Operation Harling

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Operation Harling, also known as the Battle of Gorgopotamos (Greek: Μάχη του Γοργοποτάμου) in Greece, was a World War II mission by the British Special Operations Executive (SOE), in cooperation with the Greek Resistance groups EDES and ELAS, which destroyed the heavily guarded Gorgopotamos viaduct in Central Greece on 25 November 1942. This was one of the first major sabotage acts in Axis-occupied Europe, and the beginning of a permanent British involvement with the Greek Resistance.

Operation Harling
Part of Axis occupation of Greece in World War II

The modern viaduct over the Gorgopotamos river
Date25 November 1942
Result Allied success
United Kingdom SOE
Commanders and leaders
United Kingdom Eddie Myers
United Kingdom Chris Woodhouse
United Kingdom John Cooke
Aris Velouchiotis
Napoleon Zervas
ELAS: 86
EDES: 52
United Kingdom 12
Fascist Italy 100
Nazi Germany 5
Casualties and losses
United Kingdom 4 wounded ?


Operation Harling was conceived in late summer 1942 as an effort to stem the flow of supplies through Greece to the German forces under Field Marshal Erwin Rommel in North Africa. To this end, the Cairo office of the SOE decided to send a sabotage team to cut the railway line connecting Athens with Thessaloniki.[1][2] Three viaducts were targeted, all in the Brallos area: the Gorgopotamos, Asopos and Papadia bridges. The destruction of the Asopos viaduct was preferable, since it would take longer to rebuild, but the choice would be ultimately left to the mission's leader.[3] The team would be under the command of Lieutenant Colonel (later brevetted to Brigadier) E. C. W. "Eddie" Myers of the Royal Engineers, "the only parachute-trained professional sapper officer in the Middle East", according to his second-in-command, Major (later brevetted to Colonel) Chris Woodhouse. After completion of the mission, the British team would be evacuated, leaving only Woodhouse, the Greek 2nd Lieutenant Themis Marinos and two radio operators to establish a liaison with the fledgling Greek Resistance movement.[2][4]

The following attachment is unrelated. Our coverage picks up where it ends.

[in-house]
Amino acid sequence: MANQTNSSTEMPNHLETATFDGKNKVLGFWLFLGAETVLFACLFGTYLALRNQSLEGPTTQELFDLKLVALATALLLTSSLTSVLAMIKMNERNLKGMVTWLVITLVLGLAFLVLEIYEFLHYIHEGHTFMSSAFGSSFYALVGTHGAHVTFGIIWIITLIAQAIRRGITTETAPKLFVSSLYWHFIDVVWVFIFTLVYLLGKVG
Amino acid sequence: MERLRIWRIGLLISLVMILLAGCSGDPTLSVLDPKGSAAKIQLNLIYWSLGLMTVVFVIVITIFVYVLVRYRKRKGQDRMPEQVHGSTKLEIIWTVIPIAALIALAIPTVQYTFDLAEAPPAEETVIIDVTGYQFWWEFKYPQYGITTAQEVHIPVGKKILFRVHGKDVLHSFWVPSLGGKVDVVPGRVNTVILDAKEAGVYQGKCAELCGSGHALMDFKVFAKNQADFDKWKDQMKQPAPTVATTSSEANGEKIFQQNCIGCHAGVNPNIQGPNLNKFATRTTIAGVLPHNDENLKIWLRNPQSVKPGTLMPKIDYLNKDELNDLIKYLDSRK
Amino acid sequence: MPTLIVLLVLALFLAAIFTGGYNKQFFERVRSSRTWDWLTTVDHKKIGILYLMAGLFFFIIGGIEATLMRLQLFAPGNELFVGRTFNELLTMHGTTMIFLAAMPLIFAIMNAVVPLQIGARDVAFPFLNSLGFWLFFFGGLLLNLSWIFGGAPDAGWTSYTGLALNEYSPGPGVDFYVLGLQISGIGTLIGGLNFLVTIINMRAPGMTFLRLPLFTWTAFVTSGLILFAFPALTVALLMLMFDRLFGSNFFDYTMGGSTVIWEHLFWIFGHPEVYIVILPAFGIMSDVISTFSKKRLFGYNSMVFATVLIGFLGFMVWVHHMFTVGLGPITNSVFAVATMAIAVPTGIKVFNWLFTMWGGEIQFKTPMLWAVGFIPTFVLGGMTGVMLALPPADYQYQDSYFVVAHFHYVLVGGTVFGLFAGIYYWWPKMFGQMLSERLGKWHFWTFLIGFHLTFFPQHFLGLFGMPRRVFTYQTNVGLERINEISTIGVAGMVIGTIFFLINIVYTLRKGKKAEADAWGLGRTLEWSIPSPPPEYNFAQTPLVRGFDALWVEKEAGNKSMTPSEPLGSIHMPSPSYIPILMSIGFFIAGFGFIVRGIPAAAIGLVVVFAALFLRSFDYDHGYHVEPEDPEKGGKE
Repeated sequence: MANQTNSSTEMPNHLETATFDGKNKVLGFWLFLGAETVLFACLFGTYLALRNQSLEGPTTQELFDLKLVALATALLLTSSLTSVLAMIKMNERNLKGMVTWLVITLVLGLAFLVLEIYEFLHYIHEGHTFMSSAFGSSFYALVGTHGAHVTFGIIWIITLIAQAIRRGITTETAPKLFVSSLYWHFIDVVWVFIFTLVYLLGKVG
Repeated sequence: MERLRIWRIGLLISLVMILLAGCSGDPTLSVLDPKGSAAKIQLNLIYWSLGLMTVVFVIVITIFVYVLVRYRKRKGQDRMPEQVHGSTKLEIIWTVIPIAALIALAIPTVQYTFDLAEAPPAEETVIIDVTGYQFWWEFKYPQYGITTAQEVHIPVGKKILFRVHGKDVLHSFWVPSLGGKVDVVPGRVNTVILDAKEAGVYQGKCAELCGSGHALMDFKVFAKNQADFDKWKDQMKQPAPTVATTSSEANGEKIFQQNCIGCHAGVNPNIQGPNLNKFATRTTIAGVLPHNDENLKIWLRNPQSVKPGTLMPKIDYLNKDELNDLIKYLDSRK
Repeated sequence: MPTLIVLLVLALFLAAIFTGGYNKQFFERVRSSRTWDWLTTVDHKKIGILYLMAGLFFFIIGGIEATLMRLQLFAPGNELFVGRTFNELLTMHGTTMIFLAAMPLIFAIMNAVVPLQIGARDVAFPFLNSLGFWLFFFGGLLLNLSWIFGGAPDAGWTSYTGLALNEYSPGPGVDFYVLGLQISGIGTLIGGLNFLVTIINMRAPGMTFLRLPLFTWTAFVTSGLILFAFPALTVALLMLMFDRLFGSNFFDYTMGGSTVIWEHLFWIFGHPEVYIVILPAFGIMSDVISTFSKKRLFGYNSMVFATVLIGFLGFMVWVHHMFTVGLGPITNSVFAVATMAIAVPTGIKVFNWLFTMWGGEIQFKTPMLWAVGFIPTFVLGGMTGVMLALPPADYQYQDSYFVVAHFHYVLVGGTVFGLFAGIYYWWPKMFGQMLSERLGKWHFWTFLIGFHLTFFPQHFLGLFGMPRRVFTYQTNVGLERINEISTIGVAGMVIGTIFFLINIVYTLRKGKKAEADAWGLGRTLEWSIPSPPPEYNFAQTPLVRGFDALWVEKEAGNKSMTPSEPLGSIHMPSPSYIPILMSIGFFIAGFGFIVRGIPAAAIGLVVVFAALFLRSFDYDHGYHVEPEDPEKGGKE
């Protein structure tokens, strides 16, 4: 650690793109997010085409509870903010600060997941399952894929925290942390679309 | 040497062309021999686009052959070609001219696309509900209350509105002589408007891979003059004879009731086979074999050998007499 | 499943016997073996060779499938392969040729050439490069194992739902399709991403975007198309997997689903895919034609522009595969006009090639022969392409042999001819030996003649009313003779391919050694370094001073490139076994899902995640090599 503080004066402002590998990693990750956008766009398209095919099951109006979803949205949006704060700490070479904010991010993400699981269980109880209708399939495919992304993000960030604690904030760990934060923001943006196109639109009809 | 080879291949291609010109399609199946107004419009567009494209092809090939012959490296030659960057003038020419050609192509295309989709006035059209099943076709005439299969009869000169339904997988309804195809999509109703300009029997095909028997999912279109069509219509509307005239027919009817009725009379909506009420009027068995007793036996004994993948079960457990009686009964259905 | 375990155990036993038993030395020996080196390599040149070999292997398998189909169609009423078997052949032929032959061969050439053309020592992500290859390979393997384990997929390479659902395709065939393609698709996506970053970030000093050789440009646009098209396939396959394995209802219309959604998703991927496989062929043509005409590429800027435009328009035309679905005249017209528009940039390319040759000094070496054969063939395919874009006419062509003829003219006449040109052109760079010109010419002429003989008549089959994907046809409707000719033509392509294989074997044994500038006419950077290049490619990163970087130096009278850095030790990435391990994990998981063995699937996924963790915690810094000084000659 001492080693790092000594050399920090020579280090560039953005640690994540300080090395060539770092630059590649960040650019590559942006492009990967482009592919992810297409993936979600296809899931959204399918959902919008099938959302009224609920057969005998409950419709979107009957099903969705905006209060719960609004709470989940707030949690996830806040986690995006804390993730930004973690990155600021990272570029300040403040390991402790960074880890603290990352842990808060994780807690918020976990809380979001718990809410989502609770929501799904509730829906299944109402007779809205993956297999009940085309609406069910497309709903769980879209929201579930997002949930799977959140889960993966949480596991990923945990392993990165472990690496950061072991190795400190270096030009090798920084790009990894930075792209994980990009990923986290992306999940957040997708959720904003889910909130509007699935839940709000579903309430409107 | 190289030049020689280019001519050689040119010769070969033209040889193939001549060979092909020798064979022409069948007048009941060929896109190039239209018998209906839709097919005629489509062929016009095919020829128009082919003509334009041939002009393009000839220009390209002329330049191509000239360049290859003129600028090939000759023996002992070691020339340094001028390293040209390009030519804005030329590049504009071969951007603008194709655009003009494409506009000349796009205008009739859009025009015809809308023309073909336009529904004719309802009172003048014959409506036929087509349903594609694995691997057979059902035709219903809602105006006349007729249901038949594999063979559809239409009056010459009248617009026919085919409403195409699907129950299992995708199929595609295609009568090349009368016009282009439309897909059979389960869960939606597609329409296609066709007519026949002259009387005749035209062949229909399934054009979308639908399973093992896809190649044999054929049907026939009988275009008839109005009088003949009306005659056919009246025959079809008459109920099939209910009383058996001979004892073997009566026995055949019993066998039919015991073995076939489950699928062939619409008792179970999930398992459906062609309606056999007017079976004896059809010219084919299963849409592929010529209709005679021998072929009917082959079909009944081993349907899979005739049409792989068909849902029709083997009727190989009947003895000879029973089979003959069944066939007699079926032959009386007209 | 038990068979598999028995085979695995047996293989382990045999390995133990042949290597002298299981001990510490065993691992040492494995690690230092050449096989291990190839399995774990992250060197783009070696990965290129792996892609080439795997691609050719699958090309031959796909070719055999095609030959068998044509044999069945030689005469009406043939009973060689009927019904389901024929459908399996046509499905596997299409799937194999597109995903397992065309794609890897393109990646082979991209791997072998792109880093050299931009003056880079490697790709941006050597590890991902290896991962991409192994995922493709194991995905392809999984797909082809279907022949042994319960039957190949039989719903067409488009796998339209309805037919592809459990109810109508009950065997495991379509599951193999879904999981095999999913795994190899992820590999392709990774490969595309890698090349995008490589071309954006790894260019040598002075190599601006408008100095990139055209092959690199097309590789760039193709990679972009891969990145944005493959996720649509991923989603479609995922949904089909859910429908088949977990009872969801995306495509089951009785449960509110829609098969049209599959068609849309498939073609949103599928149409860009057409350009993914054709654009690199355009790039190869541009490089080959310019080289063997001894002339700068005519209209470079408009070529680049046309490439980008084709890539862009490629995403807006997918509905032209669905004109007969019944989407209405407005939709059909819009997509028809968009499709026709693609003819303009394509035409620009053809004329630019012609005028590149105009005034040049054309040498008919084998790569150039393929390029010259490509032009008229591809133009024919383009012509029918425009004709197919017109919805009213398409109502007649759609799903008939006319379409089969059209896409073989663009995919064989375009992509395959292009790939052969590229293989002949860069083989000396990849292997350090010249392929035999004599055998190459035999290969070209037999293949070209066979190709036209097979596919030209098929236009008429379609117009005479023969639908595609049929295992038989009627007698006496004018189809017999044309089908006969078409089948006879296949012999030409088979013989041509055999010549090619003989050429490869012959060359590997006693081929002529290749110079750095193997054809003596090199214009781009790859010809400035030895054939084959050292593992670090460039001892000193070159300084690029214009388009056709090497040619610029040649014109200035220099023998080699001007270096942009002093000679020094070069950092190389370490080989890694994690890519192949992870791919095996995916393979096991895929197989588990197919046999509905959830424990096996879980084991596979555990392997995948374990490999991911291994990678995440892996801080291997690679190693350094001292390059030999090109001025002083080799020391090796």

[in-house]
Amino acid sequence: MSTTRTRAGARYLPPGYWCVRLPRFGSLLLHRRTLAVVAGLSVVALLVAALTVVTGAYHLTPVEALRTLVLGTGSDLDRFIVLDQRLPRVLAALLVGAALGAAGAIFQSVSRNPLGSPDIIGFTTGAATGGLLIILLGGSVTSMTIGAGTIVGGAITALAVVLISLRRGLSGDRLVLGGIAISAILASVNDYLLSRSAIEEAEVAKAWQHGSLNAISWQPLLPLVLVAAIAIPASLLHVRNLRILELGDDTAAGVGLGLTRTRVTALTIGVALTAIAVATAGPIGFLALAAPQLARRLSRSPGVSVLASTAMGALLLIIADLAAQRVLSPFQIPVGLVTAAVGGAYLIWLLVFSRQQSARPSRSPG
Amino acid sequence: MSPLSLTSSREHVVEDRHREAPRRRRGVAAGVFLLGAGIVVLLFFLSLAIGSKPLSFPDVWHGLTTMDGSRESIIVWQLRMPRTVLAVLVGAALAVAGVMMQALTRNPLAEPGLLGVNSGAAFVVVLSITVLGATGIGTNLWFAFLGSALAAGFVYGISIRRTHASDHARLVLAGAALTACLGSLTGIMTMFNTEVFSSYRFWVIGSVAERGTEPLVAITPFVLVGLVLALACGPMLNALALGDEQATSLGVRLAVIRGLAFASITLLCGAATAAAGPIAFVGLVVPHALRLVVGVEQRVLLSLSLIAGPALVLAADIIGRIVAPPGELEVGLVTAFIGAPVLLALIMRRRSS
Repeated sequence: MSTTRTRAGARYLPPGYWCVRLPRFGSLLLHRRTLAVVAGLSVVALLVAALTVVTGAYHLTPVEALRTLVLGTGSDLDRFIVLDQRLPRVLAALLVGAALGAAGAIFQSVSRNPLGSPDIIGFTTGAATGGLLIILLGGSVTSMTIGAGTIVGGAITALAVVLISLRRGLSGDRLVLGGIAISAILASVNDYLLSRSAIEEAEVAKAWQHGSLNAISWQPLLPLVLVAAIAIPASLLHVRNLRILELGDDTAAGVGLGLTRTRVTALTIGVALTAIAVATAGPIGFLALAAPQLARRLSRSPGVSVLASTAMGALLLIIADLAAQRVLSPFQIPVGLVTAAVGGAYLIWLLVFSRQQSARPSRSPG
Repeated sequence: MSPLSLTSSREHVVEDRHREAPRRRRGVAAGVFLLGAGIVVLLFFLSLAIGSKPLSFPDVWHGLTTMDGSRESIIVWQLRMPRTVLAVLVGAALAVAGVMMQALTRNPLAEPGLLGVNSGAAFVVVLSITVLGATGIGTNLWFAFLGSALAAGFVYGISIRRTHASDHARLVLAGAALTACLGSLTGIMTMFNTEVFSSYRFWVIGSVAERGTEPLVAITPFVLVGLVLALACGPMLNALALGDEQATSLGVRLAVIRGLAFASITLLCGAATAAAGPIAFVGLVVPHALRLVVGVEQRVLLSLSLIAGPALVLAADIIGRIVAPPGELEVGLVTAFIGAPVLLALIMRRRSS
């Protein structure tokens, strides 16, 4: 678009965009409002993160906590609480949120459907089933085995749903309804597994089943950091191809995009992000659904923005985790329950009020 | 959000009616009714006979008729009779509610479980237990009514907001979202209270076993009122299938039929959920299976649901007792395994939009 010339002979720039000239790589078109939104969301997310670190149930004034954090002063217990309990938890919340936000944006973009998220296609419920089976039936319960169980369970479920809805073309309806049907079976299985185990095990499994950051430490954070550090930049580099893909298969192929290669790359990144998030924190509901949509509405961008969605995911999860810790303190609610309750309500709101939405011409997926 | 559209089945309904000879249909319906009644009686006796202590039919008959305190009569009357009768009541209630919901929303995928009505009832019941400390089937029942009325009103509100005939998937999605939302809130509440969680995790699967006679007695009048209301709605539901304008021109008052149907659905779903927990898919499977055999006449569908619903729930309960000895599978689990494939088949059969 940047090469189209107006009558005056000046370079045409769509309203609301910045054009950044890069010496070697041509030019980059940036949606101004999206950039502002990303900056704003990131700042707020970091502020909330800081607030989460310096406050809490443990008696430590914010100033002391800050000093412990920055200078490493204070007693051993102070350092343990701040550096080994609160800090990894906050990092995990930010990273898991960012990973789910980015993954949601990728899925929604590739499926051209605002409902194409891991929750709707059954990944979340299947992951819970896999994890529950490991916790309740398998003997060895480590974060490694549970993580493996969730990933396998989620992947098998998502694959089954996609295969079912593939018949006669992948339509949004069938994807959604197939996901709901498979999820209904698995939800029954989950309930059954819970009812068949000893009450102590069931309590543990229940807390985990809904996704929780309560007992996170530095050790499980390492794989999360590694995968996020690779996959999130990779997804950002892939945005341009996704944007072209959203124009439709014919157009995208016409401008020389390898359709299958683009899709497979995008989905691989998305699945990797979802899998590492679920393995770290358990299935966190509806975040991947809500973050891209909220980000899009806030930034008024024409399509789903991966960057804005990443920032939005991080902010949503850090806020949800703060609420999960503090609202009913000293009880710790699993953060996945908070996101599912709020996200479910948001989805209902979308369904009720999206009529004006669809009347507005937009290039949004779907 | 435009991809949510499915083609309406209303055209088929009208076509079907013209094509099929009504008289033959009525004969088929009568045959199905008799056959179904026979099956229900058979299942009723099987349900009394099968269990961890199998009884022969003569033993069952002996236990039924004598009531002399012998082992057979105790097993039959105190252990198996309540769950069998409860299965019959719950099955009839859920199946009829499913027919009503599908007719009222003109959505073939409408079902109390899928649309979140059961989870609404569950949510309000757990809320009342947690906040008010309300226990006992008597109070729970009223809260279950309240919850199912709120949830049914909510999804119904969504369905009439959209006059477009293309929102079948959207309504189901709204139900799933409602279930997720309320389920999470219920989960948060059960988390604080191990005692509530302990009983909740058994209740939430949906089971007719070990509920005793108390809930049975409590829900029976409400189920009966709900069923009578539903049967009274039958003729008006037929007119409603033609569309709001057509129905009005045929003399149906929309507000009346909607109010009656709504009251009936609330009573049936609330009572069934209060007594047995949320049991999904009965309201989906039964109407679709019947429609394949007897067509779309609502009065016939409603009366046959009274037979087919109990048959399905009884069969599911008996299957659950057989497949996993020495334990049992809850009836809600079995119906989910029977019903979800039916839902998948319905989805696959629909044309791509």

In Greece meanwhile, the first attempts at armed resistance in Macedonia were quelled in the summer of 1941 by the Germans and Bulgarians. The spring and summer of 1942 however saw the birth of the first armed guerrilla units in the mountainous interior of Central Greece and Epirus. From the beginning, the largest among them was the Greek People's Liberation Army (ELAS), founded by the Communist-led National Liberation Front (EAM) and headed by Aris Velouchiotis. The second largest were the forces of the National Republican Greek League (EDES), headed by Colonel Napoleon Zervas.[5][6] The Harling mission's British officers were largely ignorant of the realities on the ground in occupied Greece, or of the precise nature, let alone the strength and political affiliation of the emerging resistance groups.[5][7]

The mission[edit]

Landing in Greece, contacting the Resistance[edit]

The SOE team numbered thirteen men and was divided into three groups, each including a leader, an interpreter, a sapper and a radio operator. The first group was composed of Lt. Colonel Eddie Myers, CO of the mission and group leader, Captain Denys Hamson as interpreter, Captain Tom Barnes (a New Zealander) as the sapper and Sergeants Len Willmott and Frank Hernen as wireless operators. The second group consisted of Maj. Chris Woodhouse, 2nd Lieutenant Themis Marinos (a Greek), Lieutenant Inder Gill (of mixed Scottish and Sikh descent who later became a Lieutenant General in the Indian Army) and Sergeant Doug Phillips. The third group consisted of Major John Cooke, Captain Nat Barker, Captain Arthur Edmonds (a New Zealander) and Sergeant Mike Chittis.[8][9]

The team was distributed per group to three B-24 Liberator aircraft. A first attempt to drop them over Greece on 28 September failed, as the pre-arranged signal fires had not been lit. During the next flight on 30 September, the fires were located, and the Harling team was dropped near Mount Giona in Central Greece.[10][11] The third plane was unable to locate any fires, and Major Cooke's group jumped near the heavily garrisoned town of Karpenissi. One group member even landed inside the town itself, and was hidden by local Greeks. Evading the Italian troops searching for them, they made for the hills, where they came upon the guerrillas of Aris Velouchiotis.[12]

In the meantime, the main group was being hidden by the local Greeks and constantly moved around the area to prevent their capture by Italian searching parties, while Woodhouse set out to the town of Amfissa to establish contact with Cairo.[13] During this time, Myers and Hamson, led by a local Greek guide, Yiannis, undertook a reconnaissance of the three prospective targets, and chose Gorgopotamos, which afforded better prospects of success: its garrison of 80 Italians was small enough, and it offered good access, cover and a line of retreat for the attacking force.[14] On 2 November, Woodhouse set out to establish contact with Zervas' men in the Valtos Mountains region, while on 14 November, Major Cooke's team rejoined the main party, with information that they had made contact with Aris. Woodhouse returned on the same day, with Zervas and 45 of his men.[15] From the outset, Zervas was enthusiastic for the mission, but Velouchiotis less so, for the Athens-based leadership of EAM-ELAS still did not appreciate the importance and potential of armed struggle in the countryside, preferring to focus on the cities instead. In the end, Velouchiotis, on his own initiative and contrary to the instructions received from EAM, decided to participate in the operation.[7][16]